Ortega-Martinez A.C.,Environmental Biotechnology and Renewable Energies RandD Group | Juarez-Lopez K.,National Autonomous University of Mexico | Solorza-Feria O.,CINVESTAV | Ponce-Noyola M.T.,Microbial Genetic Group | And 3 more authors.
International Journal of Hydrogen Energy | Year: 2013

This work had a double purpose: (i) to study the effect of sulphate-reducing (SR-In) and enriched (E-In) inocula on the characteristics of one-chamber standard microbial fuel cell (MFC-S) and parallelepiped cell and (ii) to analyze the bacterial communities in cells operated with either SR-In or E-In. The MFC-S of 150 mL consisted of one-chamber plexiglass cell with electrodes separated 7.8 cm. The MFC-P consisted of a parallelepiped built in plexiglass with a liquid volume of 270 mL. Five faces of this cell were fitted with 'sandwich' cathode-membrane-anode assemblages (CMA). The values of internal resistance (Rint) were 4602 and 687 Ω, for the MFC-S loaded with SR-In and E-In, respectively. The values of Rint were 400 and 84, and 292 and 80 Ω for the faces connected in series and parallel and the MFC-P loaded with SR-In and E-In, respectively. Parallel connection of cell faces also significantly improved the electrochemical characteristics of the P cell (higher powers). In general, use of E-In in both types of MFC lead to improved power densities compared to SR-In. Molecular biology analysis of microbial communities showed that the E-In was less diverse than SR-In (in terms of phyla). An electrochemically active bacterium Geovibrio ferrireducens belonging to phylum Deferribacteres was found in the E-In. Predominance of Deferribacteres was observed in the E-In. Members of this phylum were not found in the SR-In. Copyright © 2012, Hydrogen Energy Publications, LLC. Published by Elsevier Ltd. All rights reserved. Source


Escamilla-Alvarado C.,Environmental Biotechnology and Renewable Energies RandD Group | Ponce-Noyola M.T.,Microbial Genetics Group | Poggi-Varaldo H.M.,Environmental Biotechnology and Renewable Energies RandD Group | Rios-Leal E.,CINVESTAV | And 2 more authors.
International Journal of Hydrogen Energy | Year: 2014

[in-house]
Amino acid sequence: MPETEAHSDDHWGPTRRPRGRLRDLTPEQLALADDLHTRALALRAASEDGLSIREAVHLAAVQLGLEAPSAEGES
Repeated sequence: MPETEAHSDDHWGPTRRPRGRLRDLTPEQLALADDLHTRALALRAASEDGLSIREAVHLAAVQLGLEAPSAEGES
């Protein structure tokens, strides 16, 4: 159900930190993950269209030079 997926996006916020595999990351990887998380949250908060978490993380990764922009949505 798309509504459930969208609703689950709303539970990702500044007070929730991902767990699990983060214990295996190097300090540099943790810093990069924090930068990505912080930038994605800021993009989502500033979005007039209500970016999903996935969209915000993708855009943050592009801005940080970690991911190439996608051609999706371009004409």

Biohydrogen production has been coupled in some cases to other energy production technologies in order to overcome its modest energy gains. Anaerobic digestion, when used for methane recovery, has long been regarded as an energy recovery technology. We determined the energy potential from the coupling of either semi-continuous or batch hydrogen lab-scale bioreactors to a methanogenic stage. All processes were performed in solid substrate fermentation mode using the organic fraction of municipal solid wastes as first fed. Semi-continuous reactors for hydrogen production, operated at 20.9% total solids, 21 d mass retention time and 55 °C, averaged 202 NmL H2/kgrwm/d. In the batch hydrogen stage at 20.9% total solids, 50 h fermentation time and 55 °C, the hydrogen yield was 1200 mmol H2/kgVS and initial hydrogenogenesis rate was 68.3 mmolH2/kgvs/h. The methanogenic stage in semi-continuous performance at 18.4% total solids, 28 d mass retention time and 55 °C produced 2023 NmL CH4/kgrwm/d. Resultant energetic potentials (ÊP) were calculated from the theoretical combustion of the total hydrogen or methane produced by all the substrate fed to the process. ÊP for semi-continuous and batch hydrogenogenesis were 256 and 271 kJ/kgdb, whereas for the methanogenic stage was 11,889 kJ/kgdb. Correspondingly, energetic fluxes (EF) were calculated from the theoretical combustion of the hydrogen or methane productivities. The EF for semi-continuous and batch hydrogenogenesis were 2.55 and 24.1 kJ/kgrwm/d, whereas for the methanogenic stage was 80.3 kJ/kgrwm/d. Indeed, coupling of the methanogenic stage to either semi-continuous or batch hydrogenogenesis increased their energetic potentials by 4600 and 4300%. These results showed the clear advantage of the methanogenesis coupling in order to yield high energetic potentials from wastes. © 2014 Hydrogen Energy Publications, LLC. Source